TOKIO (Bloomberg) -- Toyota Motor Corp., which traditionally gets a majority of its profit in the U.S., will outline a strategy for growth in emerging markets in a 10-year plan the Japanese automaker is set to release this week, two people familiar with the plan said.
Toyota also aims to cut two vice-chairman positions and shrink its board to 17 or fewer members from 27 as part of the biggest management shakeup in eight years, said two people, who declined to be identified as the information is private.
President Akio Toyoda will present Toyota's "Global Vision 2020" plan on March 9 to help boost sales after record recalls contributed to the world's largest car company becoming the only major automaker to post falling deliveries in the U.S. last year.
As part of Toyota's focus on emerging markets, the carmaker added the Etios compact in India in December, which will also be modified for sale in China, Thailand and Brazil.
Toyota relies on North America for about 60 percent of its operating profit, excluding exports, according to the automaker.
'21st century Corolla'
Executive Vice President Yukitoshi Funo has dubbed the Etios the "21st Century Corolla," a reference to its bestselling compact model.
"Toyota has started to introduce models for emerging markets and that should be a core part of their mid-term strategy," said Satoru Takada, an analyst at TIW Inc. in Tokyo. "The old strategy of taking a hit model from the U.S. or Japan to emerging markets is expected to change."
Investors and analysts have called on Toyota to reveal more about plans for next-generation models, shifting production away from Japan and boosting sales of luxury models. Toyota will also include measures to strengthen its quality control in the plan, the people said.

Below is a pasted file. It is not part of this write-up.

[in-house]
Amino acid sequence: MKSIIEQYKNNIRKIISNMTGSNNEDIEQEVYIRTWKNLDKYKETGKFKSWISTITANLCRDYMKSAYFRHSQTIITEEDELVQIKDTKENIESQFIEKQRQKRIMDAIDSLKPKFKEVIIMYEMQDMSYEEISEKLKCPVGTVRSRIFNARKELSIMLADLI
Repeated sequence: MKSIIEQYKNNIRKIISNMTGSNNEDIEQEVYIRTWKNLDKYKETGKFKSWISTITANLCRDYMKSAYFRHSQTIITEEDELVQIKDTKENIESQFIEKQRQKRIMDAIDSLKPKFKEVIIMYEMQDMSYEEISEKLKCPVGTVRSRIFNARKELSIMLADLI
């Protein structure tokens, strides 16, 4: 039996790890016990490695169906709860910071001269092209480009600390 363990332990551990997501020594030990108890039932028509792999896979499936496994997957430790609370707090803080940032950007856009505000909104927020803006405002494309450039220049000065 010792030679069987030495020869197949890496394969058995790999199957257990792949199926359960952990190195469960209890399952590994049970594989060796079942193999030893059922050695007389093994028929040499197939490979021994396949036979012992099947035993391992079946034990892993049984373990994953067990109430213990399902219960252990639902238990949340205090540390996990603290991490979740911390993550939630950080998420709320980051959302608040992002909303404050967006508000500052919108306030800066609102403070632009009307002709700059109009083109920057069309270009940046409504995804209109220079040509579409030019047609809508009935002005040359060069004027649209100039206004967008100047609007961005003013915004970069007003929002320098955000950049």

Toyota's slimmer board may help it adapt to challenges and changes in the global industry more quickly, the people said.
Former President Katsuaki Watanabe will become an adviser without a board vote, and former head of research and development Kazuo Okamoto will move to an affiliate, the people said.
"Toyota has seemed cluttered with too many board members, and that has had consequences," said Tadashi Usui, an analyst at Moody's K.K. in Tokyo.
Aggressive or cautious dilemma
With Volkswagen AG aiming to surpass Toyota as the world's largest carmaker by 2018, and competitors including General Motors Co. and Hyundai Motor Co. also gaining ground on Toyota, management has been divided over whether it should be more aggressive or remain cautious, said two Toyota group executives, who declined to be identified.
In Toyoda's testimony before Congress in February 2010, during the height of the recall crisis, he linked vehicle defects to the rapid expansion that pushed the company to the top of the industry.
"Quite frankly, I fear the pace at which we have grown may have been too quick," Toyoda, 54, said. The grandson of Toyota's founder has advocated a return to founding principles such as "putting the customer first" and "genchi genbutsu," or "going to see things first-hand."
Toyota is continuing a cautious approach even as analysts say the company lags behind rivals in emerging markets such as China and India, said Karl Schlicht, head of the global product and marketing division at Lexus, the carmaker's luxury brand. "We're not going all out to go as fast as we can in China," he said. "We've learned a big lesson. We want to be careful."
Toyoda's 2020 vision revises a plan outlined by Watanabe in November 2007, which included a goal of offering hybrid versions of all its models and commercializing next-generation battery technology and new modes of mobility.
Watanabe, 69, said in 2006 he expected the company's operating margin to grow to 10 percent from 8.5 percent at the time. That compares with 2.9 percent for the nine-month period through December.
The company expects to earn 490 billion yen ($5.95 billion) in net income in the year ending March 31, a figure that may almost double to 922 billion yen in the year ending March 2013, according to the average of 14 analyst estimates compiled by Bloomberg. That's still below the record 1.7 trillion yen it earned in fiscal year 2007.